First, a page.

We refer to email as a permission-based channel, but permission is not really the objective of an email program. It’s the cost of doing business, to be sure. Before anything else, you need to have earned the right to reach out to a customer or prospect through email.
But the real objective of your email program is attention. The critical role of attention in email occurred to me last week at a conference. While many of you were at the Email Insider Summit in snowy Utah, I was getting a few more days’ use out of my flip-flops in Miami Beach, speaking at the Specialty Information Publishers Association Annual Marketing Conference. (You had better skiing, but my hotel had yacht parking. Seriously.) I spoke there about how recognizing and honoring the distinction between attention and permission is the difference between using email as a mere tool, and considering it a strategic communications asset.
If you’re a parent, particularly of a child between four and 18 years old, you already know the distinction I’m talking about. No doubt you have permission to talk to your kids whenever you want. But do you always have your kids’ attention? Permission just gets you in the game, but attention is where results come from.
To consider your email program as a strategic communications asset, think of it as a jar full of pennies. Sometimes you need to draw against that asset to meet the needs of your business. Maybe it is by sending another reminder email when your first didn’t get the results you needed, or emailing to your list on behalf of a partner you’re doing business with who insisted on reaching your subscribers as part of a sponsorship or other deal. Maybe you have to tweak the content of your educational and informational newsletter to be a little more promotional to hit your numbers by the end of the quarter. We all have to do this, and I’m not about to tell you to stop. What good is an asset if you can’t use it to drive your business forward? But we also have to remember that every time we compromise the attention our subscribers have lent us, we’re taking pennies out of that jar. We are diminishing the value of our asset.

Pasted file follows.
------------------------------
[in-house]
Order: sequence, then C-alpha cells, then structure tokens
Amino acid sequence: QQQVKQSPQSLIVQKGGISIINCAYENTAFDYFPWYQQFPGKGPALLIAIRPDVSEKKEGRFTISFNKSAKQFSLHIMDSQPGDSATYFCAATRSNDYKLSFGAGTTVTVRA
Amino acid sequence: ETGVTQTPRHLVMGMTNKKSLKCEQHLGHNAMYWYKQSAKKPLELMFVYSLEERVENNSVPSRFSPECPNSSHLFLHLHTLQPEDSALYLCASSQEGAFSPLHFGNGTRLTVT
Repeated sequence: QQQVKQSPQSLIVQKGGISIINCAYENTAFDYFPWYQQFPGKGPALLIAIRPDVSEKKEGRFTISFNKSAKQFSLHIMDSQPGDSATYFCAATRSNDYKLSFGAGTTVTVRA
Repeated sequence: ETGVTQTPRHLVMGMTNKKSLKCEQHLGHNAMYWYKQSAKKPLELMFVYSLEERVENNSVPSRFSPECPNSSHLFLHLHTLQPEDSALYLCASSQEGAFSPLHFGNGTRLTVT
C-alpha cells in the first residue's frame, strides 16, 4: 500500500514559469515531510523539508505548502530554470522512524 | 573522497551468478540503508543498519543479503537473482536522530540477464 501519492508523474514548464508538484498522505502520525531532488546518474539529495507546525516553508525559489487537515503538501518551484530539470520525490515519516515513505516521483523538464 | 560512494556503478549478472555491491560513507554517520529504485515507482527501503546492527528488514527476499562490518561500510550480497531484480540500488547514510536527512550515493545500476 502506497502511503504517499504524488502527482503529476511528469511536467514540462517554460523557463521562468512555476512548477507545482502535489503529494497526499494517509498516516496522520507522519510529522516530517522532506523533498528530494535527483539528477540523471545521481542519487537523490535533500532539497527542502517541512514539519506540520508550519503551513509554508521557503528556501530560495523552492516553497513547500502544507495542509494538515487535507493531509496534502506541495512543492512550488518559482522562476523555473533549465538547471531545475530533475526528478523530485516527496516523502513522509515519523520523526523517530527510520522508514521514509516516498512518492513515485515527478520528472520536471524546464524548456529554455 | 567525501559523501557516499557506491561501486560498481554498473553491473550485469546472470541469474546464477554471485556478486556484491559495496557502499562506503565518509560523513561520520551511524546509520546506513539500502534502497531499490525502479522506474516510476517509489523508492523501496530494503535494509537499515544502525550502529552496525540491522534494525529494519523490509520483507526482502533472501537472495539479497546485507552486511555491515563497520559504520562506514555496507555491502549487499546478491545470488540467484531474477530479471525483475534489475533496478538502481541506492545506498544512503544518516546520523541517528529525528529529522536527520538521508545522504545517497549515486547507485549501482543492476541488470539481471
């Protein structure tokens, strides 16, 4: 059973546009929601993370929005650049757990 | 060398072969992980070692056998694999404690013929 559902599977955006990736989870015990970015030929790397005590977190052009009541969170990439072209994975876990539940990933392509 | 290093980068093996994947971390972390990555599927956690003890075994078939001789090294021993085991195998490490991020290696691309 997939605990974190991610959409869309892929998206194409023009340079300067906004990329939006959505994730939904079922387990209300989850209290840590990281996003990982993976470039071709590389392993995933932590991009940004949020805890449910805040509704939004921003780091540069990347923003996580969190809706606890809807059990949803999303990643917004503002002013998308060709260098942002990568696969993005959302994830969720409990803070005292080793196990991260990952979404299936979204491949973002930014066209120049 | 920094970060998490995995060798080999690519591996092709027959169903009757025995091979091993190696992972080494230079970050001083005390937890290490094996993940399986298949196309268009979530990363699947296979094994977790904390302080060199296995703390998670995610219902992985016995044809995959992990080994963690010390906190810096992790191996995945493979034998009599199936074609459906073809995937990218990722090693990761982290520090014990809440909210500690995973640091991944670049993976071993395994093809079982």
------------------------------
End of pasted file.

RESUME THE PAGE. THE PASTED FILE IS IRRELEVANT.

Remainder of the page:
Imagine that instead of being an email marketer, you run a retail distribution center for apparel specialty stores. One of the assets you rely on in your business is a forklift, which you use to lift, transport and load pallets of jeans and handbags and graphic T-shirts onto trucks, where they’re shipped off to different stores. Your forklift would do you no good if you were afraid to use it for fear of it breaking, so of course you end up using it all the time. But then you get so reliant on it that if it were to break down, your business would grind to a screeching halt. Instinctively we realize this, so we keep the forklift topped off with fluids, perform regular maintenance -- and, I don’t know, send it to a forklift spa. I’m not exactly sure what makes a forklift happy but if my business counts on it I’d figure it out, and do it.
We need to regard and treat our email programs in the same way the warehouse manager treats his forklift. Since it is impossible to fully preserve the pristine value of that asset and actually derive some value from it, our only choice -- if we want to have a strong and vital email program in the future -- is to replenish the asset as we use it. If we are taking pennies out of the jar, we need to find ways to put them back in.
To be more precise then, the objective of a strategic email program is not permission, and not just attention, but sustainable attention. There are times we need to take advantage of the attention we have earned, and times when we have to reward our subscribers for the attention they have given us. Adding new subscribers, restoring a content balance that satisfies our audience, adding a preferences center and improving our targeting and segmenting all help replenish the value of our email asset, and add pennies back to that jar. Only in this way can we ensure that the strategic communications asset our business relies on today will be just as useful in the coming years.